• Animal feed
  • Food enrichment
  • Cosmetics
  • Foods
  • Supplements
  • Biodiesel
  • Beverages
  • Textiles
  • Bio-composites
  • Automotives
  • Packaging Nonwovens
  • Paper
  • Food fibre
  • Insulation
  • Construction
  • Biofuels
  • Animal bedding
  • Hydroponics
  • Nutraceuticals
  • Health teas
  • Pharmaceuticals

The provinces best suited climatically for possible cannabis cultivation are KwaZulu-Natal, Eastern Cape and Limpopo. High profit margins and ease of production are included as benefits of the crop (Mpofu, 2019). Apart from new employment opportunities and economic growth, a tax on the cannabis value chain would also be another income for government.

Controlled, international trade in cannabis and its products, and medicinal use locally is where the focus should be. Increased research to assist policy makers in evaluating the benefits and possible unintended consequences (Sihlobo, 2019).

 

Further reference:

For the newcomer

Find the grower guidelines “How to Grow Cannabis In Your Garden” by Brian Barth and “10 Steps to Growing Cannabis Safely and Efficiently in Your Own Home” by Marco Torres.

For guides on processing cannabis, contact role players (see later heading).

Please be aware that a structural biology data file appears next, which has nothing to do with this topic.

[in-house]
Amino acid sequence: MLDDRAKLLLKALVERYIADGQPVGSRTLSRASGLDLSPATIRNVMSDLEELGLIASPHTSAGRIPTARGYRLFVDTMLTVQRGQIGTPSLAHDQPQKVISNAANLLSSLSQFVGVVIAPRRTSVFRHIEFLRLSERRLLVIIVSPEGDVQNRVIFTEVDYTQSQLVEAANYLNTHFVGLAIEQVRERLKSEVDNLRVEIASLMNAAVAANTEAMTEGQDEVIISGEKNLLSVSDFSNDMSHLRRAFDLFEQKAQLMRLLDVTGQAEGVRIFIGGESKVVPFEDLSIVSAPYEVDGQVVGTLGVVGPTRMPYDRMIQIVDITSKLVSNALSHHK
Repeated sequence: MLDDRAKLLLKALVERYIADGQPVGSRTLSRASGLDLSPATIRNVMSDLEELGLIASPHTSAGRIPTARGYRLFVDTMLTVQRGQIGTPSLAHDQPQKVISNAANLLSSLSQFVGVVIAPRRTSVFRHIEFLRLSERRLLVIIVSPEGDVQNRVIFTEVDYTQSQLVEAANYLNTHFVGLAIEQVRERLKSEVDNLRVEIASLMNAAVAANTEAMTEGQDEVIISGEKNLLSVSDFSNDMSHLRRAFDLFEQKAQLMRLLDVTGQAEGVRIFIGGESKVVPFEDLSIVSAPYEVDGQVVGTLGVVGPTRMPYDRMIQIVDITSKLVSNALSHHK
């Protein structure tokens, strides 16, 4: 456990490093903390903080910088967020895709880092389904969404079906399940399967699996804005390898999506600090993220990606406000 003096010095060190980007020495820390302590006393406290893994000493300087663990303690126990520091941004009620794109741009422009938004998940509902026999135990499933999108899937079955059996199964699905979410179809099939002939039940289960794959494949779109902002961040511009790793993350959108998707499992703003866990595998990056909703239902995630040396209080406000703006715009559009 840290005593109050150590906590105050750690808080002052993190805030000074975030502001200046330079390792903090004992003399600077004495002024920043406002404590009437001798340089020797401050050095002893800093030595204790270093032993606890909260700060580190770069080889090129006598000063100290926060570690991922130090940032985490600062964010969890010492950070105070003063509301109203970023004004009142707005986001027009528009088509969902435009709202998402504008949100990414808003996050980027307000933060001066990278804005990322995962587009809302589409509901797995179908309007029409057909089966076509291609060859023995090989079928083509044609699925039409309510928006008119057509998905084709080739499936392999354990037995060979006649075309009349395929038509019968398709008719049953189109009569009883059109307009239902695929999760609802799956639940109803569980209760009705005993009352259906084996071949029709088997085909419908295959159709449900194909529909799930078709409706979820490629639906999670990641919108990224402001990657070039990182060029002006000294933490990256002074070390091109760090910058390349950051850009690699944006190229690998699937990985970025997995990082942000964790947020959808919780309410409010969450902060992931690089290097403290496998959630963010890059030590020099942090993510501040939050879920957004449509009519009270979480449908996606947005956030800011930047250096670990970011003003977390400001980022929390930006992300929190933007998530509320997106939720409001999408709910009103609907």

National strategy and government contact

The law is unambiguous about the allowable levels of cannabidiol (CBD) and tetra-hydrocannabinol (THC) in products. It is illegal to sell high-dose CBD products with questionable levels of THC.

The health minister has temporarily moved CBD from Schedule 7 classification to Schedule 4 (therapeutic use). This is for the purpose of allowing the Department of Health and the South African Health Products Regulatory Authority (Sahpra) time to consult with stakeholders and decide on scheduling. Schedule 4 medicines and substances are only available on a doctor’s prescription, while Schedule 7s are not generally available to the public.

Low-dose CBD has been removed from scheduling because it is normally well tolerated and has a good safety profile i.e. products with a maximum daily dose of 20mg of CBD and 0.001% of THC are not controlled substances.

Despite the Constitutional Court ruling, the Drugs and Drug Trafficking Act is still in place (you can’t sell unprocessed cannabis). As for foodstuffs containing CBD, these are governed by the Foodstuffs, Cosmetics and Disinfectants Act (FCD).

Source: www.iol.co.za/lifestyle/health/got-a-little-green-fever-25192595 (adapted)

Government role players:

  • South African Health Products Regulatory Authority (Sahpra)
    www.sahpra.org.za
  • Eastern Cape Department of Rural Development and Agrarian Reform Tel: 043 642 3497 www.drdar.gov.za
  • Department of Economic Development (Kwazulu-Natal) Tel: 033 264 2500 www.kznedtea.gov.za/

 

Further reference:

Role players

Find role players at the Cannabis Expo www.thecannabisexpo.co.za.

Associations and NGOs

Development & services

On line shops

Equipment and other

Websites and publications

Visit the websites of role players and previous links on this page.

 

Videos

 

Some articles (local)

 

International